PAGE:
When Monica Aldama eagerly headed off for college to study finance, she had big city ambitions. She never imagined she’d end up back in her hometown of Corsicana, much less coaching the country’s top competitive cheerleading team, bringing 14 national championships and the entire country’s attention to the small city.
“It was supposed to be temporary,” says Aldama. “We thought it would be the perfect place to get our family started before…the next big step. But before I knew it, my heartstrings were tied to the place.”
Aldama’s unprecedented dominance of the sport began early in her career as head coach at Navarro College when she meticulously analyzed the competitive cheer competition’s judging system. She broke down the scoring subcategories and discerned precisely how to maximize marks on all fronts, and from there recruited athletes and choreographed routines accordingly. Then, practice.
“Keep going until you get it right. And then keep going until you can’t get it wrong.” Aldama’s often quoted credo guides her flawless team’s rigorous rehearsal regiment, and is the true key to their habitual trouncing of the competition.
When Netflix approached her and pitched the idea of a documentary series featuring her Navarro College squad, Aldama remembers being excited for the exposure the online streaming giant could bring to the sport. But no one expected the lofty degree of viral success to which the show, Cheer, soared in its first month of airing, culminating in an Ellen appearance, capped off with an exhilarating Navarro team routine run in front of the daytime show’s millions of viewers.
All the success has opened new doors for Aldama, and she’s considering all kinds of possibilities for her future. Whether she continues her coaching domination for years to come, two things are certain: Aldama’s immense positive impact on the sport and her athletes’ lives was concreted long ago, and she’s not leaving her beloved Corsicana any time soon.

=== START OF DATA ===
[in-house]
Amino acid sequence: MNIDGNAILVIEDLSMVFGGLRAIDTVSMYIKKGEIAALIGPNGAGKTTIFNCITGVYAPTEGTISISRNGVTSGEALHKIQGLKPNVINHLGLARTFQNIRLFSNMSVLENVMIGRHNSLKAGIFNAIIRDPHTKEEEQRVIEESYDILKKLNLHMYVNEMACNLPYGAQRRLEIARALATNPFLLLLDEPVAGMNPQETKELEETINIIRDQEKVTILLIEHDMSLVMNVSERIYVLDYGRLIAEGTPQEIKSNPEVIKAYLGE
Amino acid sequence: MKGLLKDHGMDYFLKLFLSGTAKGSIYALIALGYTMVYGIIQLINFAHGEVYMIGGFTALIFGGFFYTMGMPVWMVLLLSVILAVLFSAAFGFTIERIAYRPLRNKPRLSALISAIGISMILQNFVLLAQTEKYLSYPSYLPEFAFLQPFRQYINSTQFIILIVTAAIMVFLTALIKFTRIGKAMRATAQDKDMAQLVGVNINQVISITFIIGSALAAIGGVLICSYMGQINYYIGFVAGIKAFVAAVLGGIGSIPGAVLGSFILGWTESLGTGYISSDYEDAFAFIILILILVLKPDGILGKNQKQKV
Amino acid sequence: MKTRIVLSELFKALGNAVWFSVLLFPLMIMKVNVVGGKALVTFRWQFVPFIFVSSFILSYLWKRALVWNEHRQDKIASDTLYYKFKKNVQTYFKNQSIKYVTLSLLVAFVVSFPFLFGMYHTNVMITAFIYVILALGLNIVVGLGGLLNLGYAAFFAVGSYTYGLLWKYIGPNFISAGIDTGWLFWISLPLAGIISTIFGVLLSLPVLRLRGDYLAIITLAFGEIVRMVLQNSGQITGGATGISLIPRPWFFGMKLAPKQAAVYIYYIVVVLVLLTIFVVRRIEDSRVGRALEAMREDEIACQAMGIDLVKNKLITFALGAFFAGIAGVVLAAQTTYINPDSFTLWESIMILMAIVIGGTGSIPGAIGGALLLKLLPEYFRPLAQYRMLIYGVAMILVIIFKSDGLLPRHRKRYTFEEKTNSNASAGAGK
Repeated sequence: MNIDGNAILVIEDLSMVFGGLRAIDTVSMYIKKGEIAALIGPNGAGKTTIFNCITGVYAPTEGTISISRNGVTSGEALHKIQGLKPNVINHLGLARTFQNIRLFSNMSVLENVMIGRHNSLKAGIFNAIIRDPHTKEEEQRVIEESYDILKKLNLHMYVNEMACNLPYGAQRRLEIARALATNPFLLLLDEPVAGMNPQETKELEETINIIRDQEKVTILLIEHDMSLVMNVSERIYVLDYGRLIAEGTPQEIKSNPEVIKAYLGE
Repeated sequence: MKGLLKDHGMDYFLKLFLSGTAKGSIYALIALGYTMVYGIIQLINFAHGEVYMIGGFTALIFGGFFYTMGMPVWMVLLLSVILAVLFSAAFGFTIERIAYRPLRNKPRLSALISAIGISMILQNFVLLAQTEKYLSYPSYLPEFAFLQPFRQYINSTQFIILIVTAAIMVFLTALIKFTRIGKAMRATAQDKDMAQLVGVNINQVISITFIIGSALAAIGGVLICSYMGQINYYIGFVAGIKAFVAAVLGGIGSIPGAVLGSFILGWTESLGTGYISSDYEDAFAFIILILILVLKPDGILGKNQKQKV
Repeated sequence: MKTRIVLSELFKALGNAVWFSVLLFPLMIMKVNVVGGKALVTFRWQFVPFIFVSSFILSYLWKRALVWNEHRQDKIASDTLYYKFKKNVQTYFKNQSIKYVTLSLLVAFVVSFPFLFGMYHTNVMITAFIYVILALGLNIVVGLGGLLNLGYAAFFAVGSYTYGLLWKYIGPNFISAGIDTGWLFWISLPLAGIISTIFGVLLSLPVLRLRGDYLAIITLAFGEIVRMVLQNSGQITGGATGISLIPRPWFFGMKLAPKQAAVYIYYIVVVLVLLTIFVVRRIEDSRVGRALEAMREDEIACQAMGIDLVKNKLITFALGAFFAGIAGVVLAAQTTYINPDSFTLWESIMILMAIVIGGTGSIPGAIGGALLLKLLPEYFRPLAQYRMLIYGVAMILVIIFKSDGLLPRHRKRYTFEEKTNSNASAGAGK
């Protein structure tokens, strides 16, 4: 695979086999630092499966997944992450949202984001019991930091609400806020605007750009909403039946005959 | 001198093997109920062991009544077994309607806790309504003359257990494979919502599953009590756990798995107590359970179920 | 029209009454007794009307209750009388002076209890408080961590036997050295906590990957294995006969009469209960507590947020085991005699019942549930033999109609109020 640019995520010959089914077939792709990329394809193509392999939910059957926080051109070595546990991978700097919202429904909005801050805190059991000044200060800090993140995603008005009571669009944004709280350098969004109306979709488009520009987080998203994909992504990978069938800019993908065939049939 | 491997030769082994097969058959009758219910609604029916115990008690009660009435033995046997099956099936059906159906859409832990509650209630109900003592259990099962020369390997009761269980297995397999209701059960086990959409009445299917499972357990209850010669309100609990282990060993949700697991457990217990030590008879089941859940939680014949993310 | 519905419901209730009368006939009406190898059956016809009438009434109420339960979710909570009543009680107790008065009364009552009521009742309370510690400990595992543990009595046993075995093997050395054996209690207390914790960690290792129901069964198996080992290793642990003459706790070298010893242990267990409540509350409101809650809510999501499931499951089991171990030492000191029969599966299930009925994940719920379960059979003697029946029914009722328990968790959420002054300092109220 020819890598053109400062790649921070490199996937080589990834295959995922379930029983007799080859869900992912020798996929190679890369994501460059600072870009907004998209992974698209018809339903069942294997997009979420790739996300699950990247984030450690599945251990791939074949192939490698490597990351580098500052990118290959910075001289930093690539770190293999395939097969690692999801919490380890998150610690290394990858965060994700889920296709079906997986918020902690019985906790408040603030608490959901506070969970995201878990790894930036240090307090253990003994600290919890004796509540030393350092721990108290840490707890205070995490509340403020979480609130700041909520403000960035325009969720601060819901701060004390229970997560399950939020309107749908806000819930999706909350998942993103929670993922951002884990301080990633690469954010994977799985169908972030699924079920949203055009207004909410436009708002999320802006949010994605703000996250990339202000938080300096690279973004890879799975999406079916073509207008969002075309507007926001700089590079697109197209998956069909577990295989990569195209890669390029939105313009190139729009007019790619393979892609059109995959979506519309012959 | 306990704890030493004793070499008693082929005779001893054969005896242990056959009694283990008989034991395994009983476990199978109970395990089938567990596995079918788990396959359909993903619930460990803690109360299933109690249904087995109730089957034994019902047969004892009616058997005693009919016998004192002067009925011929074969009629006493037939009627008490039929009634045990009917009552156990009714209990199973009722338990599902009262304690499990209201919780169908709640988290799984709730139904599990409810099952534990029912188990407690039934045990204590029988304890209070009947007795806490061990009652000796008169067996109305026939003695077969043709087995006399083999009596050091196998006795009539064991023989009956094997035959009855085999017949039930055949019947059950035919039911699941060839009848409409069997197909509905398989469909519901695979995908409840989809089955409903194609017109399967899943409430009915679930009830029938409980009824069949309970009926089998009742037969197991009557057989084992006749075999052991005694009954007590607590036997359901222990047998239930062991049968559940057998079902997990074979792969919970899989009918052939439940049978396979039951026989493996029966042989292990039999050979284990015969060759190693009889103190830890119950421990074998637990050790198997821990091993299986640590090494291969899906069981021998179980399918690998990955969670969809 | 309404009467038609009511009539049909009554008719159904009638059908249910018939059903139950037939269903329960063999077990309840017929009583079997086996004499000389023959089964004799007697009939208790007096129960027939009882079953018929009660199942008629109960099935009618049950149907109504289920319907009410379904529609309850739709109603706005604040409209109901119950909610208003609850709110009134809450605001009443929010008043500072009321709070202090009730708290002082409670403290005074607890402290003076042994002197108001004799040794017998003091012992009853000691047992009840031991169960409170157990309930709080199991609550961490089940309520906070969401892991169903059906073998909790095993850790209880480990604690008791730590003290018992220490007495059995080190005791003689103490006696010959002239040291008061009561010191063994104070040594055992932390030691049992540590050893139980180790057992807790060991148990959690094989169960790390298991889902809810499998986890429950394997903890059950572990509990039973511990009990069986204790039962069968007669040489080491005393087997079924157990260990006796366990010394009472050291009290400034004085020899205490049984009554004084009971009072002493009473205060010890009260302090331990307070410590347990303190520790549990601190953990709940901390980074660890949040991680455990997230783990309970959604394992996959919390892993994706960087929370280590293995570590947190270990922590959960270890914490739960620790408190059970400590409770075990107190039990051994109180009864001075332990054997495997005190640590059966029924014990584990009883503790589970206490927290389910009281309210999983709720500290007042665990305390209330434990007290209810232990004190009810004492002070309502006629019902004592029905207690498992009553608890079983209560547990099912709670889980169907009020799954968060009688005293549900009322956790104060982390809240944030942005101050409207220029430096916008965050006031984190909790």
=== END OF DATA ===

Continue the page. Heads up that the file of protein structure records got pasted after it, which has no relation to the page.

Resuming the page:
- In what ways does Texas influence you, your career, or your story?
Texans by nature can be very competitive and prideful. I’d say no doubt I fit into that category.
Texans also tend to be welcoming and kind, and that’s something I’ve built our program around, in regards to welcoming the new and unique team members who come from all over the state and country.
- How does an “independent spirit” play a role in your success?
I’ve never been scared to make my own path. When starting out, I approached coaching differently than others at the time. I created my own style and look for the team that was definitely outside the norm. My independent spirit keeps me constantly thinking outside the box.
- If you had an “Independent Spirit” motto what would that be?
You keep going until you get it right, and then you keep going until you can’t get it wrong.
- What is your advice to young Texans who may look up to you?
Never give up, keep pushing. You can never dream too big, but you do have to actually get up in the morning and put the work in to reach your goal.